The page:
My mom was divorced so she didn’t have a 2nd income to fall back on (so we moved in with Grandma and Grandpa). Luckily Alex has Melissa, and her income was able to keep them above water but just barely. They tried to live on only cash because they were afraid of credit card debt, but this left them unable to get a loan when they needed one because they didn’t have any credit.
They eventually turned to a Payday loan to make ends meet and they ended up borrowing $450 and paying $1,700 in fees on that loan. Ouch! They finally got some help from a neighbor to get out of the Payday Loan cycle but it seems like they are still struggling and remain without access to traditional banking.
Kevin’s Financial Advice: It’s good that they got out from under the Payday loan, but they have a ways to go. I would recommend that Alex find a job that he can do with his MS (my mom did and I think he can too, although I don’t know the severity of his disease). It may not be his dream job, but he needs to support his family.
Secondly, they need to build credit. They can’t go back to Payday Loans to get credit when they need it. Start with a secured card, pay the small fees, and work your way up from there.
Justin – Small Business Owner – Can’t Get Approved for a Mortgage
Justin is another entrepreneur and this time his business is really doing well. Unfortunately he had a very difficult childhood, which included him being on his own at 16 years old. He accumulated some debt when he was very young and never paid it off. That bad debt has ruined his credit score and now keeps him from qualifying for a mortgage.
Luckily he hasn’t fallen into any financial traps since then. He does pay fees to get his checks cashed because he can’t get a regular bank account, but other than that he has avoided debt and Payday Loans. He makes good money but just can’t insert himself into the financial system and build credit.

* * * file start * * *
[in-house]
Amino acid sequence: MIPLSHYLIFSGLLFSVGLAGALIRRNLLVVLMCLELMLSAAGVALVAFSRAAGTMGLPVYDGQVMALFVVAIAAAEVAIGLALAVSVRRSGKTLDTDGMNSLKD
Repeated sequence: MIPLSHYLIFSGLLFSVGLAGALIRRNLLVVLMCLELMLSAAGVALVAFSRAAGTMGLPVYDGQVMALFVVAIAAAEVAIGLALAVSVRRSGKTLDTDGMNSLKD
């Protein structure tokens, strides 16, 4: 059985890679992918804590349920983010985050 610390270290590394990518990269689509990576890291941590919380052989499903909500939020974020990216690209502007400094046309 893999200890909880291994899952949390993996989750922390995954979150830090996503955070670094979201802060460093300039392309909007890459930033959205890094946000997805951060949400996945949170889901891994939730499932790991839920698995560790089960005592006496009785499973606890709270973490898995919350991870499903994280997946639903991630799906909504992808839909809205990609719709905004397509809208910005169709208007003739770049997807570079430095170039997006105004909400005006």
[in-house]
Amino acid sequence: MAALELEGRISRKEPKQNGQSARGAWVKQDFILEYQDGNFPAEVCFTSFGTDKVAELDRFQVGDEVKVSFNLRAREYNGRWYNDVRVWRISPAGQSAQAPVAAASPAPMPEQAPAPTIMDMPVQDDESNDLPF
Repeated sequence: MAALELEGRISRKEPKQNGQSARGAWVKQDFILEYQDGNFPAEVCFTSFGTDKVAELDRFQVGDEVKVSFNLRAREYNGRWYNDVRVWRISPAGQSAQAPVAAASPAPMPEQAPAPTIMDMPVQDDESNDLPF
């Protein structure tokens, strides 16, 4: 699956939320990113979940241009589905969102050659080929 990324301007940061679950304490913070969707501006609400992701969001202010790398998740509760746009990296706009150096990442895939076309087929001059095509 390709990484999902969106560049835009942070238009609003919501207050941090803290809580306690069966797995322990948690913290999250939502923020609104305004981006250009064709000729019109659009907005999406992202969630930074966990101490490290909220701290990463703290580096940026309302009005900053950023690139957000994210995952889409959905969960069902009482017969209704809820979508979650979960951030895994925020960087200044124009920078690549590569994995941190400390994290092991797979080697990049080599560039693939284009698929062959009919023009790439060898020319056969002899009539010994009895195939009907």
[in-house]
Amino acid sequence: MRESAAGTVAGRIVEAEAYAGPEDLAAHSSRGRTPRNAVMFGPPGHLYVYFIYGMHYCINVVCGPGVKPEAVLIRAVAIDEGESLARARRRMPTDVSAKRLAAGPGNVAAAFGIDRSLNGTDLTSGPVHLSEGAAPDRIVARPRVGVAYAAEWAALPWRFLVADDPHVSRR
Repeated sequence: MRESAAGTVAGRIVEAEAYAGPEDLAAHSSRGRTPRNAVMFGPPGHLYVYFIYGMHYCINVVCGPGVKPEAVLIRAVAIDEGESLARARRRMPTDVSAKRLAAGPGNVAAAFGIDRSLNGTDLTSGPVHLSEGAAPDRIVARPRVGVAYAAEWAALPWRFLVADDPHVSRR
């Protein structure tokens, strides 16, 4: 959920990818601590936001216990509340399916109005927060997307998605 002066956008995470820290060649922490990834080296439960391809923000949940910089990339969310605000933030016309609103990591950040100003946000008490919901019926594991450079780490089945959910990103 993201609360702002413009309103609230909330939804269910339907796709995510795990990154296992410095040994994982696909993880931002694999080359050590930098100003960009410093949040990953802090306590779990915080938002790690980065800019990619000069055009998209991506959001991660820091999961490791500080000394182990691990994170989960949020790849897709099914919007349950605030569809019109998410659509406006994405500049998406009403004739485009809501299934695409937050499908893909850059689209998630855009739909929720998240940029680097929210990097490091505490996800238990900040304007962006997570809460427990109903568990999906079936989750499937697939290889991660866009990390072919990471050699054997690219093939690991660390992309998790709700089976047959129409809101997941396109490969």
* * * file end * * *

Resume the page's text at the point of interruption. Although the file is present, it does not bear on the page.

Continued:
Kevin’s Financial Advice: I would suggest Justin do 2 things. First he should get into the financial system with a secured credit card and start building credit. He’ll end up paying a little bit in fees but it will help in the long run. The second thing he should do is to just keep working and keep saving. It didn’t say if he had a 20% down payment for a house, but my guess is that he doesn’t. If he can get a 20% down payment then I think lenders will be much more wiling to extend him a mortgage.
Tiffany – Nurse/Single Mother – Unemployment / Title Loan
Tiffany is an impressive woman. She got bachelor’s degree in nursing, got a full time job, and worked hard to save over $100,000 in her 401k. She was sending her daughter to private school to make sure got a good education and she had her whole life (including her financial life) completely in order.
Then her mother got sick and she decided to quit her job and take care of her mom. It was a very selfless action and she expected to be able to re-enter the workforce when she was ready. Unfortunately, she wasn’t able to find full-time work when she was ready to start making money again.
She used up all the money in her 401k and eventually had to take out a title loan to pay the bills. When she fell behind on those payments they took her car. As a result of her financial situation, she had to take her daughter out of private school.